NJCIE 2018, Vol. 2(2–3), 196–213


Understanding Educational Leadership and Curriculum Reform: Beyond Global Economism and Neo-Conservative Nationalism

Michael Uljens[1]

Professor, Åbo Akademi University, Finland

Copyright the author

Peer-reviewed article; received 17 June 2018; accepted 3 September 2018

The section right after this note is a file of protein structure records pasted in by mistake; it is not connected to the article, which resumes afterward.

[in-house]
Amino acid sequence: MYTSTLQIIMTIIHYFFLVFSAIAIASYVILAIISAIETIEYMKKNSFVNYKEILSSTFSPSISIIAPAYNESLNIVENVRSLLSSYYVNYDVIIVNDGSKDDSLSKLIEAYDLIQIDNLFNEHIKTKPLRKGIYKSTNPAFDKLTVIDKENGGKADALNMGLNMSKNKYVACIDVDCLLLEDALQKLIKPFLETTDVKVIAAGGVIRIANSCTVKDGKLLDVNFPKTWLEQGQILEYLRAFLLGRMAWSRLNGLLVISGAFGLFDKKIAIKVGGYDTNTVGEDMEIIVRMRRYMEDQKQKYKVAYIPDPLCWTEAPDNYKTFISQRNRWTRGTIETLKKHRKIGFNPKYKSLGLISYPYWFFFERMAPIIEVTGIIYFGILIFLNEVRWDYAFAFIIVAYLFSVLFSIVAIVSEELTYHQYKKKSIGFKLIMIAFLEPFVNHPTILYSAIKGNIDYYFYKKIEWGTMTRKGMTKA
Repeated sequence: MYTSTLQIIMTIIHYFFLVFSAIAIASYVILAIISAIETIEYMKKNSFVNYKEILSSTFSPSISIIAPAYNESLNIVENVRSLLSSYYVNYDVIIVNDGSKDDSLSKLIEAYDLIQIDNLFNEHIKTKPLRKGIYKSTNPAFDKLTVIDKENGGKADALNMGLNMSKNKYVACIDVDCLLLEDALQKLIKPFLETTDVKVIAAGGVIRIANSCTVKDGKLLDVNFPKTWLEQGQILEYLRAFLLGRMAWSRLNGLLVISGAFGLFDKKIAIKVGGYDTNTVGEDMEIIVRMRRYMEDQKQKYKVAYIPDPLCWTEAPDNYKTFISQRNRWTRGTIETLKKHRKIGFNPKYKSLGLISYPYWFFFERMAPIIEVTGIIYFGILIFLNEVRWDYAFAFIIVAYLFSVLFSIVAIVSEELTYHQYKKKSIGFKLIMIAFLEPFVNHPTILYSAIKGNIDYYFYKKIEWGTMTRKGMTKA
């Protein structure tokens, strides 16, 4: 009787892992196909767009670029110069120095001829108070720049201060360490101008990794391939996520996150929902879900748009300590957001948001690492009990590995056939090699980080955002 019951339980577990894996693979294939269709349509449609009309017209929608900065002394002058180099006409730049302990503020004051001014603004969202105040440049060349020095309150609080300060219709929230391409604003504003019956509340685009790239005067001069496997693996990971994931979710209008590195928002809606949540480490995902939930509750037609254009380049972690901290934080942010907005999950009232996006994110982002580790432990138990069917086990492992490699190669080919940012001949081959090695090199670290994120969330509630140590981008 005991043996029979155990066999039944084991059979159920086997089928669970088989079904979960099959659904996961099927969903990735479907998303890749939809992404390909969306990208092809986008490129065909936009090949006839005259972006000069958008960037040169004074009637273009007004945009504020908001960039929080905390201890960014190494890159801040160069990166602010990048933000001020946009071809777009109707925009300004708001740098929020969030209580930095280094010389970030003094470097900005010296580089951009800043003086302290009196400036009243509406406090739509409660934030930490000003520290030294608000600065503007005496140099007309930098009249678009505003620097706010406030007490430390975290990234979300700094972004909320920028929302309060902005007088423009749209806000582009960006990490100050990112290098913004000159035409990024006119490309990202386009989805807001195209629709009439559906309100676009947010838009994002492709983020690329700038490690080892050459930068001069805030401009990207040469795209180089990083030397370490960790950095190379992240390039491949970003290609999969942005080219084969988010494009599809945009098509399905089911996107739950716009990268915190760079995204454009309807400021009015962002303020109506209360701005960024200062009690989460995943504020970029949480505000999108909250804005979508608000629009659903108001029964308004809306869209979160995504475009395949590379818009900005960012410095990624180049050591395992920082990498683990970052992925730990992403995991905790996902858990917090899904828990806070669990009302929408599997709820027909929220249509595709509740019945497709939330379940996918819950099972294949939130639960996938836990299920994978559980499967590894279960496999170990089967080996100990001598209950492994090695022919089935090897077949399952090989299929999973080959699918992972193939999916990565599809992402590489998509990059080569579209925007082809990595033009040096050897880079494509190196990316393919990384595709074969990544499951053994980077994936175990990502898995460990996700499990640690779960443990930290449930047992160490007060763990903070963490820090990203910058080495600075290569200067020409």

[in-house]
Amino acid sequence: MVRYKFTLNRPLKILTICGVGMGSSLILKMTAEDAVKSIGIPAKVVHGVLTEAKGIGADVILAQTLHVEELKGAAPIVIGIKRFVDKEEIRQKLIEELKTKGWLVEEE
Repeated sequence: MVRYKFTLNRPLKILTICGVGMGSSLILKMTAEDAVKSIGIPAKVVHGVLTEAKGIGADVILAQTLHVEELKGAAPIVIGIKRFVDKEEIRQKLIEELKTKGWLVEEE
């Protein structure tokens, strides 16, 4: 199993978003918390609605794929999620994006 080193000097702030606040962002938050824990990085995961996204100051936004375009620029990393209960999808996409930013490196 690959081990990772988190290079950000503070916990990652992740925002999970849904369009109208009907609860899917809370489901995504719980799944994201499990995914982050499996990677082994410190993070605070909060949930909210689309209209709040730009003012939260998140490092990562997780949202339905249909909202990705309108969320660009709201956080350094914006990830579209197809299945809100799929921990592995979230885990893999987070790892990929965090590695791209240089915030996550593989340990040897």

On a state level both curriculum policy work and educational leadership are increasingly challenged by new transnational phenomena in Europe, Asia, Africa and the Americas alike: expanding cultural neo-nationalism, more populist politics, economic protectionism, new forms of self-centered identity formation, religious fundamentalism, mistrust in democratic political participation, and decreasing respect for knowledge institutions and established media. These developments have many roots but appear partly as consequences of neoliberally driven policy initiatives and globalization. Consequently, there is increasing mistrust as to whether curriculum, leadership, and evaluation initiatives driven by a global neoliberal policy may provide sustainable solutions for guiding reforms in the public sector, including education. Not surprisingly, also the existing curriculum and educational leadership theory are under scrutiny. This article provides openings pointing to a hermeneutic and systems-oriented, multilevel and professional approach for reorienting national systems with respect to collaborative work on curriculum, leadership, and evaluation. Such a Bildung-centered view on human identity, growth, and citizenship is congruent with a non-affirmative education theory (NAT). It provides a conceptualization that is able to deal with curriculum and leadership genuinely based on an idea of education. Such a position grounds educational leadership, curriculum, and policy work, as well as evaluation and school reform, in education theory. As a general education theory the non-affirmative position is able to bring together an analysis of educational aims, contents, and methods of schooling, teacher professionalism, and leadership. In addition, NAT frames an understanding of how curriculum work at different levels is initiated, implemented, and enacted. In bridging these perspectives, it is argued that critical and hermeneutic NAT provides a theoretically productive approach to present-day local, national, and global education problems. As a foundational frame of reference, NAT allows us to perceive curriculum discourses as different forms of mediating, hermeneutic invitations, and summoning to self-activity and self-formation (Bildung), within and for a democratic polity.